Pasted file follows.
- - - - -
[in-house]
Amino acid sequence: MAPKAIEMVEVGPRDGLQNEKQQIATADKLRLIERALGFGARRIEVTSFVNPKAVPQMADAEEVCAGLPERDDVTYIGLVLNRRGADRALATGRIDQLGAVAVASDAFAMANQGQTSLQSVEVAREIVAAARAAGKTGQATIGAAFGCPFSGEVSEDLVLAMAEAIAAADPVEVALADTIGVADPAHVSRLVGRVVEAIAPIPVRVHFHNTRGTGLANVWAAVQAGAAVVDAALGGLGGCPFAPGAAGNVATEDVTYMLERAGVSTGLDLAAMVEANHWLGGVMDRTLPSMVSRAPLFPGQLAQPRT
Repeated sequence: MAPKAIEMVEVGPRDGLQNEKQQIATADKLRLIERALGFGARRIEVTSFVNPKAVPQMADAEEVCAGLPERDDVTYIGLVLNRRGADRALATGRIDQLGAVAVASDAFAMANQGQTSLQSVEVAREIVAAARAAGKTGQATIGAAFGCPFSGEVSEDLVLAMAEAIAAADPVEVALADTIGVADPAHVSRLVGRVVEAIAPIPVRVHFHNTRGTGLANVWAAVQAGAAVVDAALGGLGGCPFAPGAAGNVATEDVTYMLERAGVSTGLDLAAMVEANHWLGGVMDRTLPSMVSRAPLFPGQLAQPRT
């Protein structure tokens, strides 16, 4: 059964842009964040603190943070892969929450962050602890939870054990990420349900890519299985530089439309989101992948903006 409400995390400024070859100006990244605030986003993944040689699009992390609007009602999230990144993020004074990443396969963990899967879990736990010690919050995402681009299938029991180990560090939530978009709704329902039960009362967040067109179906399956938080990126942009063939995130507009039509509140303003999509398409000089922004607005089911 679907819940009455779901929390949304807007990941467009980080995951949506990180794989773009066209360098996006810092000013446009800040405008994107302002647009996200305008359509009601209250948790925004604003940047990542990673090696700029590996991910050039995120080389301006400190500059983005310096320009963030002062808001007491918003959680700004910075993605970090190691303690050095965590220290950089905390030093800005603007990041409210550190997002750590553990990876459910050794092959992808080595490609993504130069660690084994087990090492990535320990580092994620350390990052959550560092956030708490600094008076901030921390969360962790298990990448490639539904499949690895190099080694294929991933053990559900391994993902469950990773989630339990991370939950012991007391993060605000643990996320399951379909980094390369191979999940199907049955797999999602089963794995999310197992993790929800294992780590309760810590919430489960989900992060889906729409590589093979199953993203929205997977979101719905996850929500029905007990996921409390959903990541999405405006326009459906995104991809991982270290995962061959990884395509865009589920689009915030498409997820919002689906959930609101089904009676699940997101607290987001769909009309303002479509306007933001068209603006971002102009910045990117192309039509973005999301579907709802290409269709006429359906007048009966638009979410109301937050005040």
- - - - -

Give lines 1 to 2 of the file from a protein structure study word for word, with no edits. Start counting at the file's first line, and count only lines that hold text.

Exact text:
[in-house]
Amino acid sequence: MAPKAIEMVEVGPRDGLQNEKQQIATADKLRLIERALGFGARRIEVTSFVNPKAVPQMADAEEVCAGLPERDDVTYIGLVLNRRGADRALATGRIDQLGAVAVASDAFAMANQGQTSLQSVEVAREIVAAARAAGKTGQATIGAAFGCPFSGEVSEDLVLAMAEAIAAADPVEVALADTIGVADPAHVSRLVGRVVEAIAPIPVRVHFHNTRGTGLANVWAAVQAGAAVVDAALGGLGGCPFAPGAAGNVATEDVTYMLERAGVSTGLDLAAMVEANHWLGGVMDRTLPSMVSRAPLFPGQLAQPRT